Year Title Role Notes

1984 Once Upon a Time in America Young Deborah Gelly Debut film role

1985 Phenomena Jennifer Corvino First starring role

1985 Seven Minutes in Heaven Natalie Becker

1986 Labyrinth Sarah Williams

1988 Some Girls Gabriella d'Arc

1989 Etoile !Étoile (Ballet) Claire Hamilton / Natalie Horvath

1990 The Hot Spot Gloria Harper

1991 Career Opportunities Josie McClellan

1991 Rocketeer !The Rocketeer Jenny Blake Nominated — Saturn Award for Best Supporting Actress

1994 Of Love and Shadows Irene

1995 Higher Learning Taryn

1996 Mulholland Falls Allison Pond

1996 Far Harbor Ellie

1997 Inventing the Abbotts Eleanor Abbott

1998 Dark City Emma Murdoch / Anna

2000 Waking the Dead Sarah Williams

2000 Pollock Ruth Kligman

2000 Requiem for a Dream Marion Silver Nominated — Independent Spirit Award for Best Supporting Female Nominated — Las Vegas Film Critics Society Award for Best Supporting Actress Nominated — Online Film Critics Society Award for Best Supporting Actress Nominated — Phoenix Film Critics Society Award for Best Supporting Actress

2001 Beautiful Mind !A Beautiful Mind Alicia Nash Academy Award
Academy Award
for Best Supporting Actress American Film Institute Award for Best Supporting Actress BAFTA Award
BAFTA Award
for Best Actress in a Supporting Role Broadcast Film Critics Association Award for Best Supporting Actress Golden Globe Award
Golden Globe Award
for Best Supporting Actress – Motion Picture Kansas City Film Critics Circle Award for Best Supporting Actress Online Film Critics Society Award for Best Supporting Actress Phoenix Film Critics Society Award for Best Supporting Actress Satellite Award for Best Supporting Actress Southeastern Film Critics Association Award for Best Supporting Actress Nominated — Chicago Film Critics Association Award for Best Supporting Actress Nominated — Dallas-Fort Worth Film Critics Association Award for Best Supporting Actress Nominated — Empire Award for Best Actress Nominated — Las Vegas Film Critics Society Award for Best Supporting Actress Nominated — Screen Actors Guild Award for Outstanding Performance by a Female Actor in a Leading Role Nominated — Screen Actors Guild Award for Outstanding Performance by a Cast in a Motion Picture

2003 Hulk Betty Ross Nominated — Saturn Award for Best Actress

2003 House of Sand and Fog Kathy Nicolo Kansas City Film Critics Circle Award for Best Actress Nominated — Broadcast Film Critics Association Award for Best Actress Nominated—Central Ohio Film Critics Association Award for Best Actress Nominated — Las Vegas Film Critics Society Award for Best Actress Nominated — Satellite Award for Best Actress – Motion Picture Drama Nominated — Vancouver Film Critics Circle Award for Best Actress

2005 Dark Water Dahlia Williams

2006 Little Children Kathy Adamson

2006 Blood Diamond Maddy Bowen

2007 Reservation Road Grace Learner

2008 Day the Earth Stood Still !The Day the Earth Stood Still Helen Benson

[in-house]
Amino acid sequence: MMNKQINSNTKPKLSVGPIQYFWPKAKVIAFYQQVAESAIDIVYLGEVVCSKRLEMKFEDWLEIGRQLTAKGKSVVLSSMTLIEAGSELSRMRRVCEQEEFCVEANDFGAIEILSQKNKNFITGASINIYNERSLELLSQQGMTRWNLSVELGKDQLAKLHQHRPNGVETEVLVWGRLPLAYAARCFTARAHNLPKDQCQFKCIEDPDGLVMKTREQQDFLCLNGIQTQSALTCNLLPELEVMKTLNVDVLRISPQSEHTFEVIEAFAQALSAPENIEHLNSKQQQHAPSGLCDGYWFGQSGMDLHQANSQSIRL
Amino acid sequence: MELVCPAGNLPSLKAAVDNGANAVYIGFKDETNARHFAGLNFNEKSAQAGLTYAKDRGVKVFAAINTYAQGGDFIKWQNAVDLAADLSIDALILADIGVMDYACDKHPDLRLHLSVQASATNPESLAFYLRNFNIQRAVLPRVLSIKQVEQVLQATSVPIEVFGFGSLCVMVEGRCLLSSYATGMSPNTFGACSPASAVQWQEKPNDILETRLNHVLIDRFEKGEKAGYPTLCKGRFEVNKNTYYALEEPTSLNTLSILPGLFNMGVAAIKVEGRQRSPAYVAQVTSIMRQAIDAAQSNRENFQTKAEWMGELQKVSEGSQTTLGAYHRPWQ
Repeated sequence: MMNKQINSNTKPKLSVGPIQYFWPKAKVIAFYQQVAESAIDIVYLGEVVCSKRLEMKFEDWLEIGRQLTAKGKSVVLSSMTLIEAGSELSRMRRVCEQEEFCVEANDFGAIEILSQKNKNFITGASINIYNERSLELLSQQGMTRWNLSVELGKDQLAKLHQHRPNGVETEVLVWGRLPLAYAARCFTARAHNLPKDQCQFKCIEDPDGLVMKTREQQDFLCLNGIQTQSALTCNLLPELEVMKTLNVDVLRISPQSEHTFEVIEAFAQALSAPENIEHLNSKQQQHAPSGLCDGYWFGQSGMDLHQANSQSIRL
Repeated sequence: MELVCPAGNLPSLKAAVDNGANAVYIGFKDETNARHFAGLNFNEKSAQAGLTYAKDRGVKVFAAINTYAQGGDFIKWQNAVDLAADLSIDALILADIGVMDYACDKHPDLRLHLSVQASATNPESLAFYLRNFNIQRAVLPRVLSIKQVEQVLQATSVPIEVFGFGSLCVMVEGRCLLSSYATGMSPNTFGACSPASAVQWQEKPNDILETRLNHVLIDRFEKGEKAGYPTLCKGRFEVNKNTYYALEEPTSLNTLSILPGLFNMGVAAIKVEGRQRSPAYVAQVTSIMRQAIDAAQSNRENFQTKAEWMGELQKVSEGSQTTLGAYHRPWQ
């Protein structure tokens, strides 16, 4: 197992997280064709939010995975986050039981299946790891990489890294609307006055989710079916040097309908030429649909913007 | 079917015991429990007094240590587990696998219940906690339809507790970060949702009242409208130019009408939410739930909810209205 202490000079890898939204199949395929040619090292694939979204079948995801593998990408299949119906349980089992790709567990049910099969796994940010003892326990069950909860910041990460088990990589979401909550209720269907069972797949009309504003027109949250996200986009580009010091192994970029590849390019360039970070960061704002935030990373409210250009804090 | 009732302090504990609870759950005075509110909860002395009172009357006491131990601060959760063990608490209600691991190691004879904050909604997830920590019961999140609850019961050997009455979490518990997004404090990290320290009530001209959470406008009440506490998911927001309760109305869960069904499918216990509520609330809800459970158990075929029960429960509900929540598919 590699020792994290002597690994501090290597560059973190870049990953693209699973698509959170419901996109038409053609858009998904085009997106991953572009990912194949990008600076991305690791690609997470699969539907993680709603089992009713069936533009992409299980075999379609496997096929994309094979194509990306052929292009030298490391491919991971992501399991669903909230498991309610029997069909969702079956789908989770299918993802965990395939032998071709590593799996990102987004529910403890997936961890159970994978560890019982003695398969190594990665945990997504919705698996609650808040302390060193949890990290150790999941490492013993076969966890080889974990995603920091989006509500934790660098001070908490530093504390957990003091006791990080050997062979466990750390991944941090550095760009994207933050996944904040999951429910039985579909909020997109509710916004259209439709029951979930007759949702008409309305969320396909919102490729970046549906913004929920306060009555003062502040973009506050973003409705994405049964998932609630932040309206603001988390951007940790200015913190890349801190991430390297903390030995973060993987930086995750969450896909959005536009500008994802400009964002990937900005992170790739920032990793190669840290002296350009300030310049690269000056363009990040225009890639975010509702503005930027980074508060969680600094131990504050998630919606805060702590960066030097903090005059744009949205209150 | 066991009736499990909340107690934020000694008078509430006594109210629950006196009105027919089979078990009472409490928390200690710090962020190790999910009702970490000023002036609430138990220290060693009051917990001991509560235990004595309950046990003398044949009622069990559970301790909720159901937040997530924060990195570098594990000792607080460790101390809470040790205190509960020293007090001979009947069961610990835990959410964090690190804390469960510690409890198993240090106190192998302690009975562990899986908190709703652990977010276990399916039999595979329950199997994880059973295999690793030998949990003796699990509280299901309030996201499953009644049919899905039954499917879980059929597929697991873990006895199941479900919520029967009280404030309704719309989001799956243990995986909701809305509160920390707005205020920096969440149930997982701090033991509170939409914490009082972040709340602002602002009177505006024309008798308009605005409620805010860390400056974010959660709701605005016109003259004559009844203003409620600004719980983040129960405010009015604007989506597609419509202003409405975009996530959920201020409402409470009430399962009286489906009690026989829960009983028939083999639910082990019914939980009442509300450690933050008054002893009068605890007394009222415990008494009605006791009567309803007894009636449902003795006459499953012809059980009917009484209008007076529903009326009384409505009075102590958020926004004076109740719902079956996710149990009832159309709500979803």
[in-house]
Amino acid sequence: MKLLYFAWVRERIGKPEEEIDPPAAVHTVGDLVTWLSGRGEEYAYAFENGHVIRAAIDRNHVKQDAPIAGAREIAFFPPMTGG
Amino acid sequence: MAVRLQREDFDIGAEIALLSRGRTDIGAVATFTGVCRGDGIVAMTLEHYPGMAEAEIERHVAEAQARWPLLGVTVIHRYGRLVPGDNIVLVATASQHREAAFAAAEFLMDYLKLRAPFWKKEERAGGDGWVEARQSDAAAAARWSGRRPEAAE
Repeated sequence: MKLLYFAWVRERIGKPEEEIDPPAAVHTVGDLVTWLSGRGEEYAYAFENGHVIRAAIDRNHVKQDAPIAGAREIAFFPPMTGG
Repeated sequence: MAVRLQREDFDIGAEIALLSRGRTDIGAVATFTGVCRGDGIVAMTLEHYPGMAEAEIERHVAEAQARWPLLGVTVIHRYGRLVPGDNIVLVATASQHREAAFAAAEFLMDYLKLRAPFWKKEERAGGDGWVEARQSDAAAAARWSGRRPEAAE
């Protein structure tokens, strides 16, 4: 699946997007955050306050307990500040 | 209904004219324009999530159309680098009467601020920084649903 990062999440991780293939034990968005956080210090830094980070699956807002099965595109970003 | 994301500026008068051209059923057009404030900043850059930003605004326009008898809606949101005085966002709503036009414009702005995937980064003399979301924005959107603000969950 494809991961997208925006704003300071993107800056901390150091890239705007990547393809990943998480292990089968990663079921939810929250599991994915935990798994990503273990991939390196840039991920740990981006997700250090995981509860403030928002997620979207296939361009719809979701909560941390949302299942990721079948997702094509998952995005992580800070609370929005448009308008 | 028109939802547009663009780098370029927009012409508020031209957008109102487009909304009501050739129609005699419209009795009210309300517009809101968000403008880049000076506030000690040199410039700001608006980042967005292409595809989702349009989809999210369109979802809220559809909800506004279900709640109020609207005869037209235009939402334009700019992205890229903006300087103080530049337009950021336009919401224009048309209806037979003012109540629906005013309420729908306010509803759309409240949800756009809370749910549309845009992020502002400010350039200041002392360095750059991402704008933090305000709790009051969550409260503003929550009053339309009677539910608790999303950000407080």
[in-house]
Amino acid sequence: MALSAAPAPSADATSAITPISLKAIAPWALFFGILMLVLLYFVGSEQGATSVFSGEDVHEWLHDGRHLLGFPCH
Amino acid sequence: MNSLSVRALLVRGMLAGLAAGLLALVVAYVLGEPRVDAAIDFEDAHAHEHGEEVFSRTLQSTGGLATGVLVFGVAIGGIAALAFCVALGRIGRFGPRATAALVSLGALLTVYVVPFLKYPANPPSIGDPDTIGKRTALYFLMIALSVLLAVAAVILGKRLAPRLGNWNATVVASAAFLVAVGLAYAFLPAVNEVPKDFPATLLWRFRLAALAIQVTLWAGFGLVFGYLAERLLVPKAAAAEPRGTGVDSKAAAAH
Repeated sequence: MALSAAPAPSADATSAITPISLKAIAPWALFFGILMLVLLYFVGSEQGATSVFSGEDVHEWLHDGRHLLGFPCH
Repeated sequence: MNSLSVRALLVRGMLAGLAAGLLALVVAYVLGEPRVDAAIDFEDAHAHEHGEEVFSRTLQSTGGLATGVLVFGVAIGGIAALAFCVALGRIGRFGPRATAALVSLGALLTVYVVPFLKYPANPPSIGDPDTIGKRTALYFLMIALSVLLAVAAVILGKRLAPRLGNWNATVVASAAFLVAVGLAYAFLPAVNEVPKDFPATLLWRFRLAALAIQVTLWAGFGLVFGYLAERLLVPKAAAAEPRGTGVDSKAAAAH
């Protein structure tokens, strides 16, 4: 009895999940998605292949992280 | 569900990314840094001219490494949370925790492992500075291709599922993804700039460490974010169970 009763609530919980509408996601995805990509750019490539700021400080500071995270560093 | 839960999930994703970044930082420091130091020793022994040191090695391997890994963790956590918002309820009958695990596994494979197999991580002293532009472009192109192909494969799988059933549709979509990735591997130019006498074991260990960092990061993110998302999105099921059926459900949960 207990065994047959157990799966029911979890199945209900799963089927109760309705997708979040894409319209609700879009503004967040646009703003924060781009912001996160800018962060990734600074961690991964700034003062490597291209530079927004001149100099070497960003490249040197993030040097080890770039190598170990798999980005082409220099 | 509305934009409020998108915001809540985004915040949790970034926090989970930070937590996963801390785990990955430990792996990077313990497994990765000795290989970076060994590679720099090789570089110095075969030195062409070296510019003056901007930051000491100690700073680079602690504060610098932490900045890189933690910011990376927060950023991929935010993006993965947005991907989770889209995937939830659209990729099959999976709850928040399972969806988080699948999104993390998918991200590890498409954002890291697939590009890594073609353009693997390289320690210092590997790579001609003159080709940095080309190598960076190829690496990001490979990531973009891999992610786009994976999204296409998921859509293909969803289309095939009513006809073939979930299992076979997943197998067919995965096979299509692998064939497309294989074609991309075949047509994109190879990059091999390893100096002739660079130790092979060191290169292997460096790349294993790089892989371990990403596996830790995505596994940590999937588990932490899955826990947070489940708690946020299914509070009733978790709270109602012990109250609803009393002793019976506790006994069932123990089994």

2008 Inkheart Roxane

2009 He's Just Not That Into You Janine Gunders

2009 9 7 Voice role

2009 Creation Emma Darwin

2010 Virginia Virginia

2011 The Dilemma Beth

2011 Salvation Boulevard Gwen Vanderveer

2012 Stuck in Love Erica

2013 The Trials of Muhammad Ali Herself Documentary

2014 Winter's Tale Virginia Gamely

2014 Aloft Nana Kunning

2014 Noah Naameh

2014 Shelter Hannah

2016 American Pastoral Dawn Dwyer Levov

2017 Spider-Man: Homecoming Karen Voice role

2017 Only the Brave Amanda Marsh

2018 Alita: Battle Angel Chiren Post-production

Television[edit]

Year Title Role Notes

1982 Tales of the Unexpected The Girl Episode: "Stranger in Town"

1992 The Heart of Justice Emma Burgess Television film

1995 Out There Woman in grocery line Television film; uncredited[citation needed]

2000 The $treet Catherine Miller Main role

2018 Snowpiercer Melanie Cavill Confirmed for Pilot

References[edit]

^ a b " Jennifer Connelly
Jennifer Connelly
Biography". Biography Channel. A&E Television Networks. Archived from the original on January 18, 2013. Retrieved August 16, 2011.  ^ "Monitor". Entertainment Weekly. No. 1237. Dec 14, 2012. p. 26.  ^ Galindo, Brian (July 31, 2013). "19 Things You Might Not Know About "Aladdin"". Buzzfeed.  access-date= requires url= (help) ^ a b Sischy, Ingrid (April 1, 2002). "How holding out for something that mattered paid off". Interview Magazine. Brant Publications: 36.  ^ a b c Schneider, Karen S. (February 4, 2002). "Jennifer Connelly's love saves Russell Crowe
Russell Crowe
in a Beautiful Mind—but her no. 1 guy is 4-year-old Kai". People. pp. 73, 74. ISSN 0093-7673. Retrieved September 1, 2009.  ^ Dicker, Ron (July 3, 2005). " Jennifer Connelly
Jennifer Connelly
feeling more at home in her career". Hartford Courant. Retrieved December 14, 2008.  She jokes that she was raised with a double dose of guilt, having an Irish Catholic father and a Jewish
Jewish
mother who was schooled at a yeshiva in New Rochelle. ^ a b c Connelly, Jennifer (November 7, 2004). "Inside The Actors Studio: Jennifer Connelly". Inside The Actors Studio (Interview). Interview with Lipton, James. New York: Bravo.  ^ a b c d e f g Thompson, Clifford (2002). Current Biography Yearbook 2002. H.W. Wilson. pp. 115–118. ISBN 978-0-8242-1026-7.  ^ a b c d e Wills, Dominic (2008). " Jennifer Connelly